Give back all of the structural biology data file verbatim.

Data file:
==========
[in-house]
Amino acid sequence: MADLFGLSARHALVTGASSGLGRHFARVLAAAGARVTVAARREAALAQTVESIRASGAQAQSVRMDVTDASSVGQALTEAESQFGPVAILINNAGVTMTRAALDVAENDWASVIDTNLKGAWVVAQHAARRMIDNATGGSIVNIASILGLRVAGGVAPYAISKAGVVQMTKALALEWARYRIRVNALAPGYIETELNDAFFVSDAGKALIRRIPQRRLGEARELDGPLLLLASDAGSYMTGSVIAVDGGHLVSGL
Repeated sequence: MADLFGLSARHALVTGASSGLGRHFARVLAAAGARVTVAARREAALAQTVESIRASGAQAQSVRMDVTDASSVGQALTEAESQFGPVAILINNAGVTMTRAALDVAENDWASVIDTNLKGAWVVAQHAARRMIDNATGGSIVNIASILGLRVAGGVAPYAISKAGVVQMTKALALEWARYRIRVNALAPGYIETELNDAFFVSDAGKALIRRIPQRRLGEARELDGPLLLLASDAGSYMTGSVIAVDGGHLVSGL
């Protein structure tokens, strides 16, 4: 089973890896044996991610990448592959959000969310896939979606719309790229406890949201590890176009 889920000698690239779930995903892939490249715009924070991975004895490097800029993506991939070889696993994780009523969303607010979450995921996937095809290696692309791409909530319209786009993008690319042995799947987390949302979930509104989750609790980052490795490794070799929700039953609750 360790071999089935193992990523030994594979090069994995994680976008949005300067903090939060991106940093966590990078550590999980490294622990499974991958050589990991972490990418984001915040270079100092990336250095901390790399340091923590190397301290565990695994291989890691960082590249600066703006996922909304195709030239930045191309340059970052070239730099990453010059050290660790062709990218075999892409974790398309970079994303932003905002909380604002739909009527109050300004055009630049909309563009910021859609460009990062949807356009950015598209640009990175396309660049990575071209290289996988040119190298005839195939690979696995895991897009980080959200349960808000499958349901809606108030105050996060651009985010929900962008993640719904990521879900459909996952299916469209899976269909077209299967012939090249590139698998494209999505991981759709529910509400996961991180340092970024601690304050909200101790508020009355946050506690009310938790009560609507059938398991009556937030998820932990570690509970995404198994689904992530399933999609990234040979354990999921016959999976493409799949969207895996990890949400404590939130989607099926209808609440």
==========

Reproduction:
[in-house]
Amino acid sequence: MADLFGLSARHALVTGASSGLGRHFARVLAAAGARVTVAARREAALAQTVESIRASGAQAQSVRMDVTDASSVGQALTEAESQFGPVAILINNAGVTMTRAALDVAENDWASVIDTNLKGAWVVAQHAARRMIDNATGGSIVNIASILGLRVAGGVAPYAISKAGVVQMTKALALEWARYRIRVNALAPGYIETELNDAFFVSDAGKALIRRIPQRRLGEARELDGPLLLLASDAGSYMTGSVIAVDGGHLVSGL
Repeated sequence: MADLFGLSARHALVTGASSGLGRHFARVLAAAGARVTVAARREAALAQTVESIRASGAQAQSVRMDVTDASSVGQALTEAESQFGPVAILINNAGVTMTRAALDVAENDWASVIDTNLKGAWVVAQHAARRMIDNATGGSIVNIASILGLRVAGGVAPYAISKAGVVQMTKALALEWARYRIRVNALAPGYIETELNDAFFVSDAGKALIRRIPQRRLGEARELDGPLLLLASDAGSYMTGSVIAVDGGHLVSGL
């Protein structure tokens, strides 16, 4: 089973890896044996991610990448592959959000969310896939979606719309790229406890949201590890176009 889920000698690239779930995903892939490249715009924070991975004895490097800029993506991939070889696993994780009523969303607010979450995921996937095809290696692309791409909530319209786009993008690319042995799947987390949302979930509104989750609790980052490795490794070799929700039953609750 360790071999089935193992990523030994594979090069994995994680976008949005300067903090939060991106940093966590990078550590999980490294622990499974991958050589990991972490990418984001915040270079100092990336250095901390790399340091923590190397301290565990695994291989890691960082590249600066703006996922909304195709030239930045191309340059970052070239730099990453010059050290660790062709990218075999892409974790398309970079994303932003905002909380604002739909009527109050300004055009630049909309563009910021859609460009990062949807356009950015598209640009990175396309660049990575071209290289996988040119190298005839195939690979696995895991897009980080959200349960808000499958349901809606108030105050996060651009985010929900962008993640719904990521879900459909996952299916469209899976269909077209299967012939090249590139698998494209999505991981759709529910509400996961991180340092970024601690304050909200101790508020009355946050506690009310938790009560609507059938398991009556937030998820932990570690509970995404198994689904992530399933999609990234040979354990999921016959999976493409799949969207895996990890949400404590939130989607099926209808609440």